# 14/08/20 - Robby The Robot
I wrote a technical version of this tutorial called Optimising a Rubbish Collection Strategy with Genetic Algorithms (opens new window) which was published on Towards Data Science.
A couple of years ago I read a fantastic book on complex systems by Melanie Mitchell called "Complexity: A Guided Tour". I highly recommend it if you're a big nerd like me and find questions (from the blurb) like these interesting:
What enables individually simple insects like ants to act with such precision and purpose as a group? How do trillions of neurons produce something as extraordinarily complex as consciousness?
One of my favourite chapters was about a set of optimisation techniques known as "Genetic Algorithms" which utilise principles inspired by natural selection. I'm fascinated by the intersection of different disciplines and so GAs (and the associated combination of biology and computer science) has been of interest to me for a while. In my area of data science GAs can be used for hyper-parameter optimisation, but unfortunately I am yet to find a feasible opportunity to try them out since they tend to be computationally expensive.
While maybe not the most practical set of algorithms, in my opinion they are among the most beautiful. Below is a description of my Python implementation of the Robby Robot genetic algorithm, described in Mitchell's book.
A robot named Robby lives in a two-dimensional grid world full of rubbish and surrounded by 4 walls (shown below). The aim of this project is to evolve an optimal control strategy for Robby that will allow him to pick up rubbish efficiently and not crash into walls. Robby can only see the four squares NESW of himself as well as the square he is in. There are 3 options for each square; it can be empty, have rubbish in it or be a wall. Therefore there are 3⁵ = 243 different scenarios Robby can be in. Robby can perform 7 different actions; move NESW, move randomly, pickup rubbish or stay still. Robby's control strategy can therefore be encoded as a "DNA" string of 243 digits between 0 and 6 (corresponding to the action Robby should take in each of the 243 possible situations).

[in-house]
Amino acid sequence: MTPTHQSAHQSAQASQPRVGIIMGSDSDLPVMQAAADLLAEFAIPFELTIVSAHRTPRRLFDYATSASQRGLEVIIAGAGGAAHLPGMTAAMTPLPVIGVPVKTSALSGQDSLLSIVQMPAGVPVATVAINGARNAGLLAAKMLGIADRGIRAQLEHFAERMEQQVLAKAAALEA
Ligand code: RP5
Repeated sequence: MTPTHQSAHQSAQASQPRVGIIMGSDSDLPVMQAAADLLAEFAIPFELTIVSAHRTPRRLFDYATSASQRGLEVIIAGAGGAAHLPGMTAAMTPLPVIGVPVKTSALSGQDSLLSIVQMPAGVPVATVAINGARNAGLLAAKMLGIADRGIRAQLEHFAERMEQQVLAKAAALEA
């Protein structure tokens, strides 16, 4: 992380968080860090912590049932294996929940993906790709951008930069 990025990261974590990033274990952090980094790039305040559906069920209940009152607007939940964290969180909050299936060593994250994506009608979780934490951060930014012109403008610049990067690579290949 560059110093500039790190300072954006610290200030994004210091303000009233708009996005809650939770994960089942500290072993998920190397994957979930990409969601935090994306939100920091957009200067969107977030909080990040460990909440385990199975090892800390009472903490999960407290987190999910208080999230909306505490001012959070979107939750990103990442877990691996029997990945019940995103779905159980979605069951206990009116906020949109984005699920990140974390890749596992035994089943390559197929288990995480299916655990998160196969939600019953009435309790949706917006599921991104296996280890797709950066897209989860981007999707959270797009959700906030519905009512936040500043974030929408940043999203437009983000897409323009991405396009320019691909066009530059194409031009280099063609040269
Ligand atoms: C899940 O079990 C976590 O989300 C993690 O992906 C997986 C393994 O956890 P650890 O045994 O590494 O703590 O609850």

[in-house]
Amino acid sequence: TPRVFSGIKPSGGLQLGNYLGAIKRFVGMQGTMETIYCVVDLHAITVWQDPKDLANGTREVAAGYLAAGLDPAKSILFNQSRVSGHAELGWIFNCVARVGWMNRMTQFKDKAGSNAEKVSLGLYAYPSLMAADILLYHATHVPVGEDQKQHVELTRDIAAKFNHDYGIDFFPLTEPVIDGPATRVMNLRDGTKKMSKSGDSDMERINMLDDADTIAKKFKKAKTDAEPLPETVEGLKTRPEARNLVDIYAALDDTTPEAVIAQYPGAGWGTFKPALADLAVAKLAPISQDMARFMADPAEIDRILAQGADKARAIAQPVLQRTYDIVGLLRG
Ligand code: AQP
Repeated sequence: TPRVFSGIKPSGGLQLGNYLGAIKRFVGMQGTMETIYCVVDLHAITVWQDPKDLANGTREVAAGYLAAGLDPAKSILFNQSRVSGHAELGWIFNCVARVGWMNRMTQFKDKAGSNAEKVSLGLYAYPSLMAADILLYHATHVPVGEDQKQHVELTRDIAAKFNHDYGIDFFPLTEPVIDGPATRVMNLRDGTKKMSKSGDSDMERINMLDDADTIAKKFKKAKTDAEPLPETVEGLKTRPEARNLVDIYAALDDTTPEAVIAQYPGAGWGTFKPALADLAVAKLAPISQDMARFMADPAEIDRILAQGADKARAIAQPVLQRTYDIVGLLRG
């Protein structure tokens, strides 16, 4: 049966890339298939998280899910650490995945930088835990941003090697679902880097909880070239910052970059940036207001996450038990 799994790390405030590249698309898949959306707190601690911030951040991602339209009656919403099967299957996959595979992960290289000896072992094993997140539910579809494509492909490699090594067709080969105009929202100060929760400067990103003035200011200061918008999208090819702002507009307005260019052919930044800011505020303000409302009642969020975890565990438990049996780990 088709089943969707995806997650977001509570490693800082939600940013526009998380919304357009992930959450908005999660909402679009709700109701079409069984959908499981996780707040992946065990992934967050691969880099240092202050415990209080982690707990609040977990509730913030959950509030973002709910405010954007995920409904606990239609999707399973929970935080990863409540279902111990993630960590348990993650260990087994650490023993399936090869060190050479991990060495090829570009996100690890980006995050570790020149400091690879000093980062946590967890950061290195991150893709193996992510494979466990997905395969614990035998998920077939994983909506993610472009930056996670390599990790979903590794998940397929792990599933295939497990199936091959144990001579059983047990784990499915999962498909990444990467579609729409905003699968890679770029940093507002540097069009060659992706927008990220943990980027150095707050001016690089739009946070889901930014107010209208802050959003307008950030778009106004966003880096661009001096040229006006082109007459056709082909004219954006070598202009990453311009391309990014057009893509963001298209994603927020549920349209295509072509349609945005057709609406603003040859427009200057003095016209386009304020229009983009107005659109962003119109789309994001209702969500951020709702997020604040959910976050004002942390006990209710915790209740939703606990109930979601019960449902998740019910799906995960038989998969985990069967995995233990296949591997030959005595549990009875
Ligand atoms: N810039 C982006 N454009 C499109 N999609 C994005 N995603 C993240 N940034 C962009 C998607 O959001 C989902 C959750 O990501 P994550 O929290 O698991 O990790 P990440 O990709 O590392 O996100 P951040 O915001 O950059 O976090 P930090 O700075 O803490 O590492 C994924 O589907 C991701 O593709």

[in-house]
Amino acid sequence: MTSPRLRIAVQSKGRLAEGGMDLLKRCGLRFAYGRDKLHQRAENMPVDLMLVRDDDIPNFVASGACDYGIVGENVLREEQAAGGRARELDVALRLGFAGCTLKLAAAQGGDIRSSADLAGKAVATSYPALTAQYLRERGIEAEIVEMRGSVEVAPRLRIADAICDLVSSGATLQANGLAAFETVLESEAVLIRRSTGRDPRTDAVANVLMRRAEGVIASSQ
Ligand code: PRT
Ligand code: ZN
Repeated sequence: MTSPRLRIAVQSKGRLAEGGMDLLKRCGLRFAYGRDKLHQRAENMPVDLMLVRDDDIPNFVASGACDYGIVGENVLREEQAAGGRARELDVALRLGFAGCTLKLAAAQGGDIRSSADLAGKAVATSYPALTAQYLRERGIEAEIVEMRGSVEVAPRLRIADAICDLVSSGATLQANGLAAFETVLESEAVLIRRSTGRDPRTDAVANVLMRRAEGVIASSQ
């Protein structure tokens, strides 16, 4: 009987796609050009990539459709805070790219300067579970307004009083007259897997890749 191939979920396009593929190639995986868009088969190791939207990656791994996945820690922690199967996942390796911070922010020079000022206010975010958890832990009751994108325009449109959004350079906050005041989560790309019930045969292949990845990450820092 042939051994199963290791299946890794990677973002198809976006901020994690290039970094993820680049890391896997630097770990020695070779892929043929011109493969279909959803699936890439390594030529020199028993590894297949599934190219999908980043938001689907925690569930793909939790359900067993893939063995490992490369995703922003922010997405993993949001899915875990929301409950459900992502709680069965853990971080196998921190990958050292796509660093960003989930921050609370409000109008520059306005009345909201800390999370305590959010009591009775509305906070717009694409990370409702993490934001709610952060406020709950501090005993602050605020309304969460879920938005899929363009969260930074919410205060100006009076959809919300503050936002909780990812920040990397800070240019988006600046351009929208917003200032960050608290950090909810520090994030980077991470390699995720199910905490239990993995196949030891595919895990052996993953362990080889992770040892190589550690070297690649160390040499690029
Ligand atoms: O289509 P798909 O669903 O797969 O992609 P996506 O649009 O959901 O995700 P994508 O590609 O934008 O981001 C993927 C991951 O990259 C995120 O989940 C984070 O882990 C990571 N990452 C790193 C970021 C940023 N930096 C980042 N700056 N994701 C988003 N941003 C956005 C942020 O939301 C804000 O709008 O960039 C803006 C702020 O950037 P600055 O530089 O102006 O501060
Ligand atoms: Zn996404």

Genetic algorithms are a family of optimisation techniques that loosely resemble evolutionary processes in nature. In broad terms the steps are:
- An initial "population" of random solutions to a problem are generated
- The "fitness" of each individual is assessed based on how well it solves the problem
- The fittest solutions "reproduce" and pass on "genetic" material to offspring in the next generation
- Repeat steps 1 to 3 until we are left with a population of optimised solutions
To solve this problem, you create a first generation of Robbys initialised to random DNA strings. You then simulate letting these robots run around in randomly assigned grid worlds and see how they perform. A robot's fitness is a function of how many pieces of rubbish it picked up in n moves and how many times it crashed into a wall. The robots then "mate" with probabilities linked to their fitness (i.e. robots that picked up lots of rubbish are more likely to reproduce) and a new generation is created.